Also a lot of these people should be at a tech school but they have all been closed down and these people are forced into a system that is then dumbed down to accommodate for them when they could be learning useful skills that and getting apprentiships, this has also caused a huge shortage of skilled labor such as carpenters, plumbers and electricians(I hear a lot about this as my dad owns a building business).
Flo3:16 wrote:You sir are a Winner. Just because you have the testicular fortitude to dress up as freakin Zoidberg. :mrgreen:

Iv
Posts: 1207
Joined: Thu Sep 13, 2007 1:08 pm UTC
Location: Lyon, France

Re: Proliferation of 'soft' subjects in high school

Postby Iv » Mon Oct 13, 2008 9:19 am UTC

Game_boy wrote:- Psychology (about 30% of my GCSE year took this - but our country doesn't have 1 in 4 people employed as psychologists and I don't see these skills being very transferable)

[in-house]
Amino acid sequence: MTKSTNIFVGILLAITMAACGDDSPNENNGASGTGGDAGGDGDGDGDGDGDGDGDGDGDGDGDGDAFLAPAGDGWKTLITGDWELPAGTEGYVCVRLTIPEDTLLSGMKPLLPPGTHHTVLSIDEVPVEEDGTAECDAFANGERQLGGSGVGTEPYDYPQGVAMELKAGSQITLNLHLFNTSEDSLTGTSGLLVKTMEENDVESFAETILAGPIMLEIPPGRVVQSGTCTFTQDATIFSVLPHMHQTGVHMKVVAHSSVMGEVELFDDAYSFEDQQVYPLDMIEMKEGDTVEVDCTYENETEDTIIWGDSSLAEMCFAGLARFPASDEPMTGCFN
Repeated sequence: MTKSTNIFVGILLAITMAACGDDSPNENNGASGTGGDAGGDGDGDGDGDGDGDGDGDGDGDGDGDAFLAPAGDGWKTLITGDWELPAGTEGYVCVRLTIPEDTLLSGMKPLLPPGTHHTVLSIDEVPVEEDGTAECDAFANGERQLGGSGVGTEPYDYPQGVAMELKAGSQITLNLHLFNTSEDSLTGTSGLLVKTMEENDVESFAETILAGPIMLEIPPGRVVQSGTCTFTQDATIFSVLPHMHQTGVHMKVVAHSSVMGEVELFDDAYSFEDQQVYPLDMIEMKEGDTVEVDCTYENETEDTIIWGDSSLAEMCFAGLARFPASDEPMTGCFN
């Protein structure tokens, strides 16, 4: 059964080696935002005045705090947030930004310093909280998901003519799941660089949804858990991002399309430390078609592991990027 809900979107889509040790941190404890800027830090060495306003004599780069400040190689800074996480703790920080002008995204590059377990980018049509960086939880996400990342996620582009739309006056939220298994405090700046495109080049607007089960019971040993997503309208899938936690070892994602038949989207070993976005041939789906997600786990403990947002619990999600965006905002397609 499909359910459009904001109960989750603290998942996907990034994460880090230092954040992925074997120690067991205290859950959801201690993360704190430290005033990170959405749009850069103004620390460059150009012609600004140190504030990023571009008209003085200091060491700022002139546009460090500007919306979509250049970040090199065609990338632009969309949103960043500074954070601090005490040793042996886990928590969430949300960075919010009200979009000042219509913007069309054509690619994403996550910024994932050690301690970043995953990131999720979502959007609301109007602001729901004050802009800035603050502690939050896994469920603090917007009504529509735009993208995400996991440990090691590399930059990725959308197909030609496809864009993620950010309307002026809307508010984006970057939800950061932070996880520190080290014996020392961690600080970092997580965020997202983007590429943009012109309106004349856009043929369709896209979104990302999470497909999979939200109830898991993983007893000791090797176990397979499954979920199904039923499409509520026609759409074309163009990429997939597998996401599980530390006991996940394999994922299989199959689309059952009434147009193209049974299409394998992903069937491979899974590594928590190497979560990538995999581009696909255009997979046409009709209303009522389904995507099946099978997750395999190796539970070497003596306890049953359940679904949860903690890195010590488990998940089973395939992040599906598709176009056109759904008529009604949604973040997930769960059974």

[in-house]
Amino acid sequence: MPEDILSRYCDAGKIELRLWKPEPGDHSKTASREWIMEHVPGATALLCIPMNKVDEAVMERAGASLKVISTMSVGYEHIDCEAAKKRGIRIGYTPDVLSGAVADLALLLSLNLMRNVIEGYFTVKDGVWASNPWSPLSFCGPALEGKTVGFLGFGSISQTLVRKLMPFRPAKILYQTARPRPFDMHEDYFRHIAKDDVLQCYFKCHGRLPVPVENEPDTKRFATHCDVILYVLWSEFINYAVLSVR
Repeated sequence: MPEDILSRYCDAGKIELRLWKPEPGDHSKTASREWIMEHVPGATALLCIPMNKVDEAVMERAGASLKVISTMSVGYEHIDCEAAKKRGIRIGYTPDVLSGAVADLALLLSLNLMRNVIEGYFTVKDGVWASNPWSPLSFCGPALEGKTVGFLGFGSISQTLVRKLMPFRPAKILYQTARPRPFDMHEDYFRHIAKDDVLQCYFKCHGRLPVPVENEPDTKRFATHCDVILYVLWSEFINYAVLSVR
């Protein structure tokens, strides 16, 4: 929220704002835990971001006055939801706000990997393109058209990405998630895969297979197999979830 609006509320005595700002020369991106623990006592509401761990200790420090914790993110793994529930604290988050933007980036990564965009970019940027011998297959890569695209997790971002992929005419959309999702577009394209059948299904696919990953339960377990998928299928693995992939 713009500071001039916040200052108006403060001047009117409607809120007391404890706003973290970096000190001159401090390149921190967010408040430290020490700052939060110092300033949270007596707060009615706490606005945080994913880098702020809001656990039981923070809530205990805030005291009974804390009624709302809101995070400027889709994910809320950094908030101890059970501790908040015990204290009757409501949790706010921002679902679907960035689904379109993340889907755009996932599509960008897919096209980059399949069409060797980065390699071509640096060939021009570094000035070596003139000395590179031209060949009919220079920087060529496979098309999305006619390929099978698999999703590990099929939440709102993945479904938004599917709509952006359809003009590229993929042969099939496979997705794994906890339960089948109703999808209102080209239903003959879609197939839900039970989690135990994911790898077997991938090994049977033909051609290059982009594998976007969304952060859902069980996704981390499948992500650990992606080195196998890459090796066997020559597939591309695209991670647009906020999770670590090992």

- Sociology
- Media Studies (20%)
- Child Development

Let me say that I find awesome that you have such subjects. Here in France we get less and less science subjects too, but I get interrogative looks when I tell people that psychology and media study should be mandatory for anyone who will have to vote one day. Child Development is a good idea too...

Here we have none of those neither mandatory nor optional !

User avatar
Sungura
When life gives you banananas, make bananana bread
Posts: 3918
Joined: Sat Jan 12, 2008 2:32 am UTC
Location: AL

Re: Proliferation of 'soft' subjects in high school

Postby Sungura » Mon Oct 13, 2008 12:31 pm UTC